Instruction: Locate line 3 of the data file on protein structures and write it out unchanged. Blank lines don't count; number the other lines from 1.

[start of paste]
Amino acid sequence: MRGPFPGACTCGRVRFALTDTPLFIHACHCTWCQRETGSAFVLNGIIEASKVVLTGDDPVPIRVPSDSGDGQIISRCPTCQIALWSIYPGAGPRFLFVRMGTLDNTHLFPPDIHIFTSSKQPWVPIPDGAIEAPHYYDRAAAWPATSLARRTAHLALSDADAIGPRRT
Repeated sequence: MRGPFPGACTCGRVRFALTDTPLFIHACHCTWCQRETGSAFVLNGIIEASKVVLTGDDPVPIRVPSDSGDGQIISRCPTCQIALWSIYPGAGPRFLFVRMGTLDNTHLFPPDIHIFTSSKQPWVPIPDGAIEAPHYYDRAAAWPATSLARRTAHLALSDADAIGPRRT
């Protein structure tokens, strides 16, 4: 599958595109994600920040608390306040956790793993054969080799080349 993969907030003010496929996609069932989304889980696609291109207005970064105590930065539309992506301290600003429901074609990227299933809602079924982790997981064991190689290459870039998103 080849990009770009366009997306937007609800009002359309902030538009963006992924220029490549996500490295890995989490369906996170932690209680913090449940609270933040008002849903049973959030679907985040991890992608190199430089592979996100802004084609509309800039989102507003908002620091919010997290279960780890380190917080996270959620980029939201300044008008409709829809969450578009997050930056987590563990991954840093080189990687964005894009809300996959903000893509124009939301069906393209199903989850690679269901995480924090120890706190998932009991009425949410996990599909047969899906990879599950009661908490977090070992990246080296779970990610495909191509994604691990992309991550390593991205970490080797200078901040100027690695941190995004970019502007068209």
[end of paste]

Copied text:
């Protein structure tokens, strides 16, 4: 599958595109994600920040608390306040956790793993054969080799080349 993969907030003010496929996609069932989304889980696609291109207005970064105590930065539309992506301290600003429901074609990227299933809602079924982790997981064991190689290459870039998103 080849990009770009366009997306937007609800009002359309902030538009963006992924220029490549996500490295890995989490369906996170932690209680913090449940609270933040008002849903049973959030679907985040991890992608190199430089592979996100802004084609509309800039989102507003908002620091919010997290279960780890380190917080996270959620980029939201300044008008409709829809969450578009997050930056987590563990991954840093080189990687964005894009809300996959903000893509124009939301069906393209199903989850690679269901995480924090120890706190998932009991009425949410996990599909047969899906990879599950009661908490977090070992990246080296779970990610495909191509994604691990992309991550390593991205970490080797200078901040100027690695941190995004970019502007068209």